Sidewalks by Tom Deignan
BBC America’s “Copper” - in search of New York’s Five Points
Posted on Saturday, September 08, 2012 at 10:21 AM
- 'The Great Gatsby' author F Scott Fitzgerald’s death and burial another Catholic lesson
- Anthony Weiner running for New York mayor and the Italian mob and Irish Americans strong ties
- Victor Navasky lauds Thomas Nast - American cartoonist known for his racist Irish ape-like drawings
- Immigration is not the problem - history of anti-Irish behavior reflecting on the Chechnyan bombs in Boston
- The good old anti-British days - Margaret Thatcher haters and spats in New York during World War II
|A still from BBC America's 'Copper'|
Irish Americans shouldn’t need Hollywood or the BBC to tell them where one of the most famous Irish neighborhoods in New York used to be.
I was thinking about this last month, when I paid a visit to the great Old Town bar on East 18th Street, owned for the longest time by the Meagher family. It is a stalwart bar in an ever-changing city, and one of the few places you can still find an Al Smith campaign poster.
I was joined by writer and historian Kevin Baker, author of several excellent novels, including Paradise Alley, set among Irish immigrants in the old Five Points section of downtown Manhattan. Inevitably we began talking about the new BBC America series Copper, about an Irish immigrant cop, set in the Five Points.
There was also an angry, hand-written sign in the window of the Old Town that made this topic impossible to ignore.
“The Brits are at it again,” the sign read. “BBC has produced a series on New York during the Civil War when half the metropolis was peopled by Irish driven from their homes by Victoria, a dowager so homely they could only marry her off to a first cousin, Albert, a German midget who couldn’t speak English. It is indeed ironic that the Irish starved as Victoria, a fat slob, stuffed her mouth with groceries.”
The sign continued, “As usual, BBC depicts the New York Irish as a collection of tramps, idlers and thieves. They even have the main character, an Irish copper, portrayed by a Welshman. (Irish actors need not apply.) As part of a New York Irish family since the 1820s that established successful businesses before the Civil War, we reject the Brits’ cartoon.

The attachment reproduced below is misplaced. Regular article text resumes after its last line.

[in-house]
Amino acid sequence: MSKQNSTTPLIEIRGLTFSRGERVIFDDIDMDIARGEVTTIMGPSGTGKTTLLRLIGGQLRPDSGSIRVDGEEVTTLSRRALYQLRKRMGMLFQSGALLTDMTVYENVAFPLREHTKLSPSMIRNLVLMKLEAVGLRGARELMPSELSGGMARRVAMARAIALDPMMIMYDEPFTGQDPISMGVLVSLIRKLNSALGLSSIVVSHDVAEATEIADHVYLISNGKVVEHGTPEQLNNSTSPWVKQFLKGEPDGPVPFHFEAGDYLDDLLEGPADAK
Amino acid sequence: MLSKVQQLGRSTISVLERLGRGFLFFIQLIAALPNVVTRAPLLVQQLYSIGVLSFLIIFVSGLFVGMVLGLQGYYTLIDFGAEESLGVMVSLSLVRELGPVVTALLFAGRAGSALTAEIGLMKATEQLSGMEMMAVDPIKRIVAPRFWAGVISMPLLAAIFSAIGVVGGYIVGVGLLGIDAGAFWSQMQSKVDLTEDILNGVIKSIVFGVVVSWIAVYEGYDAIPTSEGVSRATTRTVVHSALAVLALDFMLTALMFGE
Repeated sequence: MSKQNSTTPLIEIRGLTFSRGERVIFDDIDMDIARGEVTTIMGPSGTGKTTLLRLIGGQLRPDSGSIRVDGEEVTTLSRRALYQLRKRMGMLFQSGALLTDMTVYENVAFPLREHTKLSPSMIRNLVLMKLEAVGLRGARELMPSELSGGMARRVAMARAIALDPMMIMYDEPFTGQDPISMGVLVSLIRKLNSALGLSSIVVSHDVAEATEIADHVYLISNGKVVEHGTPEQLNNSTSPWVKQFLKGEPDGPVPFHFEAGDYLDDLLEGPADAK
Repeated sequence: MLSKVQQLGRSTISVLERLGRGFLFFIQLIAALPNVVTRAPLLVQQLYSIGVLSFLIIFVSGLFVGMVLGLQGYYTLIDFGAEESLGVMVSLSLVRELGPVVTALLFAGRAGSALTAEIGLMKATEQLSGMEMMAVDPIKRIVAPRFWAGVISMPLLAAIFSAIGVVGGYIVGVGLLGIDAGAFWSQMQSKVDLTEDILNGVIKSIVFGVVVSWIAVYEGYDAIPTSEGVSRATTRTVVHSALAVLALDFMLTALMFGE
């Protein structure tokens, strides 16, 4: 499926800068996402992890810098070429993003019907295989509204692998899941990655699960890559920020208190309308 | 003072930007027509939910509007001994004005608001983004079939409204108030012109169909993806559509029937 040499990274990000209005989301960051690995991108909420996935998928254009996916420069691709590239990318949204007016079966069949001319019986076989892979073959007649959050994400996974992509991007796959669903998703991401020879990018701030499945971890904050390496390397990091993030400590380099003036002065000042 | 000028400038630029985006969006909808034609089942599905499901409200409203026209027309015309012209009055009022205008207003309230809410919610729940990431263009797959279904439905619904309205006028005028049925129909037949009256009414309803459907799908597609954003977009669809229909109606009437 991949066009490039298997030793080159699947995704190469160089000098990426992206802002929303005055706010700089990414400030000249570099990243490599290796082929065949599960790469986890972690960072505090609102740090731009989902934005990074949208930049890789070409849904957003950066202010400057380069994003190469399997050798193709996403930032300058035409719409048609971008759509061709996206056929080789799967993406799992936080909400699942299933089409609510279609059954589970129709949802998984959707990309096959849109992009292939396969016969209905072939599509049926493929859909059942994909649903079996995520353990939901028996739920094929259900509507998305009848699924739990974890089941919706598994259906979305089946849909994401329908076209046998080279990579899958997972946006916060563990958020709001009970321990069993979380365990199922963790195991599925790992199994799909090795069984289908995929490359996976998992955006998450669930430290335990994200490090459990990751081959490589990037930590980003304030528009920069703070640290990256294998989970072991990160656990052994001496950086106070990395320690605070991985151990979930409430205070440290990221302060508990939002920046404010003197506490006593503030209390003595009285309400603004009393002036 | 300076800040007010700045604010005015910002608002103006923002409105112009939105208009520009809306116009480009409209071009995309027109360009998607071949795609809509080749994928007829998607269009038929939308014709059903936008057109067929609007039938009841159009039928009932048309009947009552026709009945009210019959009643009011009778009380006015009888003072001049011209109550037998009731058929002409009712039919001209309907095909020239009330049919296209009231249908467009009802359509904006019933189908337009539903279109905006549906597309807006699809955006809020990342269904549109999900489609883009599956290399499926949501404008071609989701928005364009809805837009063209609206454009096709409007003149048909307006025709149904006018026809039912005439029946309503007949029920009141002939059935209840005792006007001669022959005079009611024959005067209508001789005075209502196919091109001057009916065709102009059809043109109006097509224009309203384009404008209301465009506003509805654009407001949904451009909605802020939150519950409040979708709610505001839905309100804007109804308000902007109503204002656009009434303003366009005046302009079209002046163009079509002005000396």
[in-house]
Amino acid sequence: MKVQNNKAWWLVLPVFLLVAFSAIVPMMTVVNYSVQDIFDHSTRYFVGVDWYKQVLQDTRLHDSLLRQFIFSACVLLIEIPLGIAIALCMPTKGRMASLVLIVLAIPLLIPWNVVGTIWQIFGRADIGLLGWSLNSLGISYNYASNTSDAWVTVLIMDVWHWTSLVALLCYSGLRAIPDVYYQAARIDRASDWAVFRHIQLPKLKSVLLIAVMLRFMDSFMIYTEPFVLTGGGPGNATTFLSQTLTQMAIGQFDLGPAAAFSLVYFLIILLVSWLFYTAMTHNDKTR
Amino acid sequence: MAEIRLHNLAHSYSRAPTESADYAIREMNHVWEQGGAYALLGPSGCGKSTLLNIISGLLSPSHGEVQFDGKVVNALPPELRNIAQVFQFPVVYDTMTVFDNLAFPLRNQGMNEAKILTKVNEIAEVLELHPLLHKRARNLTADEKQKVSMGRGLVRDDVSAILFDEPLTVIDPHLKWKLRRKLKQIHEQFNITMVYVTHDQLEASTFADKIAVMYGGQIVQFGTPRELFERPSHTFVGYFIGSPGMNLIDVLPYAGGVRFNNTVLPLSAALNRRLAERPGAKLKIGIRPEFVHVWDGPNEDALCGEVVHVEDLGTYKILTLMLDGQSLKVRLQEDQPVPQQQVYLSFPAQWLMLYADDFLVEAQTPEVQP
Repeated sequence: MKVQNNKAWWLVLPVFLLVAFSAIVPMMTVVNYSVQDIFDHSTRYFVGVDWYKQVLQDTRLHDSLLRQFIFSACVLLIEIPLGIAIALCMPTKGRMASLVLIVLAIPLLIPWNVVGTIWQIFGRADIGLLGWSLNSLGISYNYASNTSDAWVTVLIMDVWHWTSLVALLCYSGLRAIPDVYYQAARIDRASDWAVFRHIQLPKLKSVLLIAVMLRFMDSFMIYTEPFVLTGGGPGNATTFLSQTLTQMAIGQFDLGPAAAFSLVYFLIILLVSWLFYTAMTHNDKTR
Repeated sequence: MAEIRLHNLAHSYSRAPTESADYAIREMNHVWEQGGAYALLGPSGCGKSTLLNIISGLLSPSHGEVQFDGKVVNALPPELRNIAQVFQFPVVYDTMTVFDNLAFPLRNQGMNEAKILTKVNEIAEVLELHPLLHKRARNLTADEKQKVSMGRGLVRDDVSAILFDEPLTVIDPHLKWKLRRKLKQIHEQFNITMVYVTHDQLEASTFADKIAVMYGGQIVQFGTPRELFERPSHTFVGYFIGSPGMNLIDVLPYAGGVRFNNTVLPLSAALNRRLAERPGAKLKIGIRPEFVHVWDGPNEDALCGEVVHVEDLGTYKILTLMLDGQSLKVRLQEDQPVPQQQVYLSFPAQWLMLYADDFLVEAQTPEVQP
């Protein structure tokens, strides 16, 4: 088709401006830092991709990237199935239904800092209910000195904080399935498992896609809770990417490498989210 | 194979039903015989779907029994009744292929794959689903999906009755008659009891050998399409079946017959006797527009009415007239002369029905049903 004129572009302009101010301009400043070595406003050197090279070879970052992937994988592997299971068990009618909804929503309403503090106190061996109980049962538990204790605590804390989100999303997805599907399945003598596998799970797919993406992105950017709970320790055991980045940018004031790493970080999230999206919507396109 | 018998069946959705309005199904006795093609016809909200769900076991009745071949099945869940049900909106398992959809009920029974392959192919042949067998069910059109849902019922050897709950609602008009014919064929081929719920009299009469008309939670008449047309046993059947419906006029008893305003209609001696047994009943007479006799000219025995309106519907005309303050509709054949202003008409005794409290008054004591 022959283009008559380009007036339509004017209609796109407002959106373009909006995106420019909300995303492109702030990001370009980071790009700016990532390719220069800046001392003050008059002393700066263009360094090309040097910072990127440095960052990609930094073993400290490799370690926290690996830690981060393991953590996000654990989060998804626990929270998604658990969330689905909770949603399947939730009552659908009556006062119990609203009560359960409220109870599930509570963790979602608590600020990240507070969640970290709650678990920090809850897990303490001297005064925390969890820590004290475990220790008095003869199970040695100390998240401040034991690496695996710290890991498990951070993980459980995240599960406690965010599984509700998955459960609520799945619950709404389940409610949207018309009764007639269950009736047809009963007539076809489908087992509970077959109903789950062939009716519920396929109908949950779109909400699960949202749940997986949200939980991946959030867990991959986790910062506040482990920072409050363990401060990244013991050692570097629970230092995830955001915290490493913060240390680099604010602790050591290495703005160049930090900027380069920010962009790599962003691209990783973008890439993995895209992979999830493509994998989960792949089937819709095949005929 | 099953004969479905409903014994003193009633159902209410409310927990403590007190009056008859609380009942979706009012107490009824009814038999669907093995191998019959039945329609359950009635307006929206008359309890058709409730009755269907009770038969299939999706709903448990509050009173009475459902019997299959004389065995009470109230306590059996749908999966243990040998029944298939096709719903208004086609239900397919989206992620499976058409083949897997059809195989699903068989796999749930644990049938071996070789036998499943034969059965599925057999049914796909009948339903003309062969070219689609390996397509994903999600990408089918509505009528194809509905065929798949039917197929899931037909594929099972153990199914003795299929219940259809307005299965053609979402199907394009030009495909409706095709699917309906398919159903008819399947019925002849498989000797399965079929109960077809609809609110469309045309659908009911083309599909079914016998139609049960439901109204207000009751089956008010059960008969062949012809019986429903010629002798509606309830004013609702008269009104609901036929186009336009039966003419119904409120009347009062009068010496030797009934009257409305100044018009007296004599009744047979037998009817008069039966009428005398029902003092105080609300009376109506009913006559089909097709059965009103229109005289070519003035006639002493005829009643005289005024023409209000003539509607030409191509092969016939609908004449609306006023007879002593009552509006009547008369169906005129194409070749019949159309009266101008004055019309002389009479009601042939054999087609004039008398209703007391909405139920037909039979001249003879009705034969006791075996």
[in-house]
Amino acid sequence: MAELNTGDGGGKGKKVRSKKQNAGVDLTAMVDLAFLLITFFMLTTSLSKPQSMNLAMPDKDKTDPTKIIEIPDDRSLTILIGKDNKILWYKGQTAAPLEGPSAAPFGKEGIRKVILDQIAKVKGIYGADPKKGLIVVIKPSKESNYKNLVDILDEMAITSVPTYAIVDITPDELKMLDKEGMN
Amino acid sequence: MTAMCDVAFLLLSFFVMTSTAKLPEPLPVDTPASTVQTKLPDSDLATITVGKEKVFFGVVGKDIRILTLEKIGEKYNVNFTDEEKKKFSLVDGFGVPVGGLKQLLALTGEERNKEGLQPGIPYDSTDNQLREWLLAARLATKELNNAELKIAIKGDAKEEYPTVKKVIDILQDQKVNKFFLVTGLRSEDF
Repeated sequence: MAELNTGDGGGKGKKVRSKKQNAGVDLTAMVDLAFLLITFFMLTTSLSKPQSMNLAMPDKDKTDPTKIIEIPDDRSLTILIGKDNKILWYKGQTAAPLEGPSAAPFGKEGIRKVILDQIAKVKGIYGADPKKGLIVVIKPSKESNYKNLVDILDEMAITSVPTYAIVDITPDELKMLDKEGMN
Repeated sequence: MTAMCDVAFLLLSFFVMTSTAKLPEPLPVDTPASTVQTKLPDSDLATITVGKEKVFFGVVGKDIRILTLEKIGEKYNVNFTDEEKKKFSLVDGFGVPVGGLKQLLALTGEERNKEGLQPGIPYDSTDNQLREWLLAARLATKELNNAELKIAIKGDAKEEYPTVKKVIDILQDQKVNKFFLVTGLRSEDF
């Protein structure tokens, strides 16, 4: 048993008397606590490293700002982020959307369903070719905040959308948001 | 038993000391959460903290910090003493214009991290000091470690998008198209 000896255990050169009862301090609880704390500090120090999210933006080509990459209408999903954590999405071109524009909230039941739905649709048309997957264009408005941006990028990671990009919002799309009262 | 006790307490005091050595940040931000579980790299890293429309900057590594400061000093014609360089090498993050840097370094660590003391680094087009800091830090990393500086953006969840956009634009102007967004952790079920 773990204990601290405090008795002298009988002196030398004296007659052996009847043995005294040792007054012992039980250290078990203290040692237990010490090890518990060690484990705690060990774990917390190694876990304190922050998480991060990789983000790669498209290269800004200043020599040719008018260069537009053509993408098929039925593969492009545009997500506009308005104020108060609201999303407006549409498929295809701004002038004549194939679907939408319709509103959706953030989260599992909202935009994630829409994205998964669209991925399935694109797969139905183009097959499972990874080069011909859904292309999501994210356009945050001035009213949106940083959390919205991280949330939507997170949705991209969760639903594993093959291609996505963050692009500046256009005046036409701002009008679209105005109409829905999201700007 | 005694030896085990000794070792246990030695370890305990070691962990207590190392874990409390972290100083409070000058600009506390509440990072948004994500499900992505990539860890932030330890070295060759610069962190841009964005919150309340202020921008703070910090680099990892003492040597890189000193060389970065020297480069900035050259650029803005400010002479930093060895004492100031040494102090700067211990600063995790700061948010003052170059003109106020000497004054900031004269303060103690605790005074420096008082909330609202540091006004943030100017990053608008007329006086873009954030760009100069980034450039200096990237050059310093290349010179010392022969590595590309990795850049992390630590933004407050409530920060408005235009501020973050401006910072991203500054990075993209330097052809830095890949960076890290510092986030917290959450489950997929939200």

“Ya gotta give it to the Brits. They are consistent.”
I will respectfully disagree with the Old Town’s house TV critic, at least about the quality of the show Copper, if not necessarily about the rotundity of Queen Victoria.
However, the airing of Copper does represent an important opportunity to address another matter of interest to Irish New Yorkers.
Just where were the Five Points located?
The Five Points have got to be the hottest piece of real estate no one can find on a map. They are a notorious slice of hell that have been the subject of fascination going all the way back to 1842 when none other than Charles Dickens toured the area and declared, “Debauchery has made the very houses prematurely old. See how the rotten beams are tumbling down, and how the patched and broken windows seem to scowl dimly, like eyes that have been hurt in drunken frays.”
History books will tell you that the Five Points name derives from the intersection of today’s Baxter and Worth Streets. But that’s not what the streets were named in the 1860s.
The real problem is that if you stand today at the intersection of Baxter and Worth Streets, northeast of City Hall, there is nothing to tell you that this, in fact, is where the notorious Five Points once stood.
Perhaps there is no point in erecting something like a memorial to the Five Points. Life there was harsh, and it’s probably best for all involved that the slum is so more.
Nevertheless, there is much to be learned from the Five Points about the Irish, immigration, poverty and perseverance. So there should be something to let tourists as well as native New Yorkers know where the Points once stood.
I recommend the Collect Pond Park, a block north and west from the original Five Points, on Leonard Street, between Centre and Lafayette. Collect Pond was a body of water actually used for drinking until the early 1800s, when the area was solidly middle class.
Bungled municipal efforts to fill the pond created a festering swamp which bred disease - hence, middle class New Yorkers fled, leaving the Five Points to become an impoverished immigrant enclave.
The New York City Parks Department, which is currently renovating Collect Pond Park, should include efforts to explain what and where the Five Points were before the park reopens this fall.
I think even the Old Town bar TV critic would agree that New Yorkers should know at least as much about the Five Points as Hollywood and the BBC.
(Contact “Sidewalks” at tdeignan.blogspot.com or email@example.com)